Every year, millions of innocent avocados are subjected to the worst kind of abuse. Sitting quietly on the supermarket shelf, they are prodded, squeezed and harassed by consumers looking for a ‘perfectly’ ripe avo. This man-handling causes untold physical damage to the beloved fruit, with flesh bruising more likely as the fruit ripens.
One survey revealed that 97% of Australian grocery consumers admit to subjecting avocados to the squeeze test, with some squeezers testing three times as many avos than they eventually buy. Often consumers report disappointment with the quality of bought avocados, carelessly discarding these unwanted and unloved pieces of fruit into the bin.
In order to try and resolve the crisis, Hort Innovation has invested a significant amount of money into finding alternative ways for consumers to determine avocado suitability, without the need to squeeze. The project aims to develop more humane avocado handling methods throughout the value chain – from harvest and retail handling, all the way to the end user.
“Past research that has been conducted through Hort Innovation has identified various ways to ensure the careful handling of the fruit during the picking, packing and freight stages to ensure consumers are receiving the best quality avocados possible. This new work looks beyond that at what studies have shown to be the most dangerous time for the fruit: when it is exposed to consumers,” said John Lloyd, chief executive of Hort Innovation.
Other strategies to limit the abuse of avocados include education, in-shop signage, technology and packing methods.
“It has been found that shoppers typically apply compression forces ranging from 3 to 30 Newtons (N) to firm-ripe avocado fruit when assessing ripeness. For context, a ‘slight’ thumb compression of 10 N applied to a firm-ripe fruit causes bruising to appear within 48 hours at 20°C,” said Professor Daryl Joyce, a lead researcher with Queensland Department of Agriculture and Fisheries (QDAF).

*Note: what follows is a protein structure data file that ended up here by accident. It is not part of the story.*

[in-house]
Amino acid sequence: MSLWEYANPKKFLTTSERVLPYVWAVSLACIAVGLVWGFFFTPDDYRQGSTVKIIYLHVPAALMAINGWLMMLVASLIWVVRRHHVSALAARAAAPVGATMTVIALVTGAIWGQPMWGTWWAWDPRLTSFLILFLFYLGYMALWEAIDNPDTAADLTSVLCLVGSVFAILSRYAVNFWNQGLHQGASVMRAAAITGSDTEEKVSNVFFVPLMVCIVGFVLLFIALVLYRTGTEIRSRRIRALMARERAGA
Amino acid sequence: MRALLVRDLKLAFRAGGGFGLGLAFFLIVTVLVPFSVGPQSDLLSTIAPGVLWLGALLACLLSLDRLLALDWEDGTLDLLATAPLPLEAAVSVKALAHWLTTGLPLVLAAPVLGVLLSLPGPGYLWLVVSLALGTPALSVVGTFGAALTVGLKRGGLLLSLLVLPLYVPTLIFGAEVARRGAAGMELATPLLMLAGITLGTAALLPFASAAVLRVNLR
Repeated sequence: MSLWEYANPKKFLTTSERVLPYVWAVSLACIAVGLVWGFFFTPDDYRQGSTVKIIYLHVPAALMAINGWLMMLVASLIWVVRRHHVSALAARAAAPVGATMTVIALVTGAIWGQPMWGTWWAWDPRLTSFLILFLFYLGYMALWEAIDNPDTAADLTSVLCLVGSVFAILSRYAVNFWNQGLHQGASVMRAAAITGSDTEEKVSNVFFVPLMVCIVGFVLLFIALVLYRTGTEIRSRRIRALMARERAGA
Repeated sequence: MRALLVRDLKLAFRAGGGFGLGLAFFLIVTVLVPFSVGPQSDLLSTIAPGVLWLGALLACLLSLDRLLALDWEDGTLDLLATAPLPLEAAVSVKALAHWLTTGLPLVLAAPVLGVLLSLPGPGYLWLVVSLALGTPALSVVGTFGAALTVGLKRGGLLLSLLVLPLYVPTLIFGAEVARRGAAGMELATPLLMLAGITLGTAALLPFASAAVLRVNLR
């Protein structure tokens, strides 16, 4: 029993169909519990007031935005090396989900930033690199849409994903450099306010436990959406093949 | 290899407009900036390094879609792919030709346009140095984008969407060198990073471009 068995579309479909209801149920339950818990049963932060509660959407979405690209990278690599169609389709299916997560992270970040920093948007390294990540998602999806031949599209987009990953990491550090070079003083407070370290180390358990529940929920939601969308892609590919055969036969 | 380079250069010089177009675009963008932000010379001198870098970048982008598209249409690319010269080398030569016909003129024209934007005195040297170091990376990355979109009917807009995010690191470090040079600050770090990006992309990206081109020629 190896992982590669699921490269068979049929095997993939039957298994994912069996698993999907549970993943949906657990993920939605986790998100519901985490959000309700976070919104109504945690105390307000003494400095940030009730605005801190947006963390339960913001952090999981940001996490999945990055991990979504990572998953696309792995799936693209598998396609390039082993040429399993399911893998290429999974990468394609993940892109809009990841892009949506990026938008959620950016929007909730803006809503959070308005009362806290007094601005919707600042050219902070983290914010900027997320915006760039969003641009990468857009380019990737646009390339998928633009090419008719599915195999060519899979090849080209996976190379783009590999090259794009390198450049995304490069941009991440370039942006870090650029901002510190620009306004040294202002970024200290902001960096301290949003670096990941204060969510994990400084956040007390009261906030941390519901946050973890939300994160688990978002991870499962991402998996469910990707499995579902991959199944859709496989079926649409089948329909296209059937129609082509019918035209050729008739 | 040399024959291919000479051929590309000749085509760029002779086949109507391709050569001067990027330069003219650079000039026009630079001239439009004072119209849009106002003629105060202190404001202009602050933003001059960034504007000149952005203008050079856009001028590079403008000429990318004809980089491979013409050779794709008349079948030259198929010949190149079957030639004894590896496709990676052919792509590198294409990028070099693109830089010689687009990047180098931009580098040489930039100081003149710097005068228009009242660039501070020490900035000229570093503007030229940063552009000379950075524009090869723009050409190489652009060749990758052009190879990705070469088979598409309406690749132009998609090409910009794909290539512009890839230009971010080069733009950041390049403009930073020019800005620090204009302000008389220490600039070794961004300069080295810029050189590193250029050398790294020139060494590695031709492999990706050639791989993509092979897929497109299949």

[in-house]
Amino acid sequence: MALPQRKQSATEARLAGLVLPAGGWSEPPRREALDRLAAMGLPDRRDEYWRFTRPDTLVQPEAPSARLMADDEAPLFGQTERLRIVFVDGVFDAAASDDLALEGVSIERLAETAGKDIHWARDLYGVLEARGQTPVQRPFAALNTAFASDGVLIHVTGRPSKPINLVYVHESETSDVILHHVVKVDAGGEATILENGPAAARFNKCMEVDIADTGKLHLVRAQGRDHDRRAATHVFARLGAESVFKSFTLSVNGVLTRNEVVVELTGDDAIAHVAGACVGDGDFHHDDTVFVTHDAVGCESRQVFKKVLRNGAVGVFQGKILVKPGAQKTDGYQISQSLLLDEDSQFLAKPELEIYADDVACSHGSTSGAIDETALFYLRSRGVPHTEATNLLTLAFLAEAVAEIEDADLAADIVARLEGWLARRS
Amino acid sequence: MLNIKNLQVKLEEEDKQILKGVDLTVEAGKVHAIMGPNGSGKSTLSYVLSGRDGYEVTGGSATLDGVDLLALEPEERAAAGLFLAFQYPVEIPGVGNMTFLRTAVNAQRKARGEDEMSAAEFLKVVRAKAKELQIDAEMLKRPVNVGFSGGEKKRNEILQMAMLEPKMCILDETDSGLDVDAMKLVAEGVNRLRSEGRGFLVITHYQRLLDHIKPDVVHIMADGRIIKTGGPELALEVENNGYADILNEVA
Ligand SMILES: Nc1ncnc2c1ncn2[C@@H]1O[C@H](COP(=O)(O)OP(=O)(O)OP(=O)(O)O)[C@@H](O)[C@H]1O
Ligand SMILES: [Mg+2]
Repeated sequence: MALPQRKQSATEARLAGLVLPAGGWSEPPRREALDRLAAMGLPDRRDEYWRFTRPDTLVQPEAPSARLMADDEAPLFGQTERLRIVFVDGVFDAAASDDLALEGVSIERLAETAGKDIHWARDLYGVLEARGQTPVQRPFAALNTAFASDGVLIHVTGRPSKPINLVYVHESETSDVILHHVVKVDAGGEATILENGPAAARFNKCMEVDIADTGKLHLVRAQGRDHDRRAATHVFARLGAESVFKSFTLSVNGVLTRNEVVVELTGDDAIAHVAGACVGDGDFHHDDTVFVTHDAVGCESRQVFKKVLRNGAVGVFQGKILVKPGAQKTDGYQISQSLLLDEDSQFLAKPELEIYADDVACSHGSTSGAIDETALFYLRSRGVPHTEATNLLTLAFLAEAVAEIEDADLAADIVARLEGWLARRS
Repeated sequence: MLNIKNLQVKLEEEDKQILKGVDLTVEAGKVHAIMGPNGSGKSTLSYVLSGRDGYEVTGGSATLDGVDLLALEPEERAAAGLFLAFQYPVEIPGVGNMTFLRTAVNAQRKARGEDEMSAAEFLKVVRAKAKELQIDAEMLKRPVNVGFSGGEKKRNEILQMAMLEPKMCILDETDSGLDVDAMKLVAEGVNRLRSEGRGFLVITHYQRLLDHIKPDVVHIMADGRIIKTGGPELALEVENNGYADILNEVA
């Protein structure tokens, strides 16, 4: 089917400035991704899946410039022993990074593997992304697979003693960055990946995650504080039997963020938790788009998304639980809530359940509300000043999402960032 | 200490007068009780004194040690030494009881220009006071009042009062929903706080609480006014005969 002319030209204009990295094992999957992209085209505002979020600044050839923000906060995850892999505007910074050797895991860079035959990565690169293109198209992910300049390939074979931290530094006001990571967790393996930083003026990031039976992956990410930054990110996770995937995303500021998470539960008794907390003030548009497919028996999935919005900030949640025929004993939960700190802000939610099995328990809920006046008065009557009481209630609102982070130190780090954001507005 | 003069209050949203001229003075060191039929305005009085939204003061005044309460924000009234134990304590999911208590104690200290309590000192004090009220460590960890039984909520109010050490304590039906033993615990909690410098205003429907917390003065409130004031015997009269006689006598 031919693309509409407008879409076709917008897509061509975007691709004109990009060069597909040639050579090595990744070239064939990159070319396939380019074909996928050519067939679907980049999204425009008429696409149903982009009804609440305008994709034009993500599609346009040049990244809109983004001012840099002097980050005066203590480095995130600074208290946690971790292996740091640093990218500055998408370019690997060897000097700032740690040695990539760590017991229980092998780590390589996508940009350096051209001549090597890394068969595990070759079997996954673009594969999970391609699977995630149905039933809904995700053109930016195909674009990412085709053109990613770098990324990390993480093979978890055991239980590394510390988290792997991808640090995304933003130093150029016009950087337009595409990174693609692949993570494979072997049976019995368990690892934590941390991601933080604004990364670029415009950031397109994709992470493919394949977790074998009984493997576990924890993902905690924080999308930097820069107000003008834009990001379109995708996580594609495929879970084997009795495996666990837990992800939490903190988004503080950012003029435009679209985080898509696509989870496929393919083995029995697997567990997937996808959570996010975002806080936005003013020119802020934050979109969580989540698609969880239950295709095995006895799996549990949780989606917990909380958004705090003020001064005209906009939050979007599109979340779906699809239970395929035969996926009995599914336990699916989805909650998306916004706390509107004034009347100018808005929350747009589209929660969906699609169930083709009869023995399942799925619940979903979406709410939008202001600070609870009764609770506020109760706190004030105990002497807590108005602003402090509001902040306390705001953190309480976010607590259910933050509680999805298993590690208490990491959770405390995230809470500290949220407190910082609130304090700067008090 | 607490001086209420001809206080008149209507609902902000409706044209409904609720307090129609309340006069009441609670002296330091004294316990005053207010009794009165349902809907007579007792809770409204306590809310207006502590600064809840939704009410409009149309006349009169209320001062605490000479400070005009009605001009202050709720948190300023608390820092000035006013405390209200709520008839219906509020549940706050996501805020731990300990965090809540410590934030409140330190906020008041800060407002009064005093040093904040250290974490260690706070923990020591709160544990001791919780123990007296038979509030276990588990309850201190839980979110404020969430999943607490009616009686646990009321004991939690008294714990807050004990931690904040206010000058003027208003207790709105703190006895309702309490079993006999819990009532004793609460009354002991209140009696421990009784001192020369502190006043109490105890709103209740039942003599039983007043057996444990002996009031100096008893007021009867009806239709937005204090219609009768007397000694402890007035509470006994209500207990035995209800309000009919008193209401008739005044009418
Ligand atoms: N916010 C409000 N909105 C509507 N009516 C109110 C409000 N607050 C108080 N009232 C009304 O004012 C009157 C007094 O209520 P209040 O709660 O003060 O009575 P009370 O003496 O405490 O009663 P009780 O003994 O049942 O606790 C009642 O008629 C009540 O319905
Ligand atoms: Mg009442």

According to Professor Joyce, research suggested that most consumers are unaware of the damage caused by the manhandling of this iconic fruit.
“Only 42 per cent of shoppers surveyed agree with the statement that ‘bad avocados have been handled or touched too much’.”
The placement of posters showing tips on fruit selection and storage was revealed to be one of the most effective strategies in reducing the incidence of retail-based abuse, while arranging displays by ripeness further limits the senseless assault of Australian avocados.
According to Avocados Australia chief John Tyas, those who insist on physically testing an avo for ripeness should gently press the stem end of the fruit only.
“Your store-bought avocado should ripen within a few days as the ripening process will have already begun. If you want to be sure, simply put the fruit in a bag with a banana,” he said. “However, if the fruit has already started to ripen this will not make it ripen any quicker.”
Activist groups say while this is a step in the right direction, more work is needed to improve the welfare standards of avocados.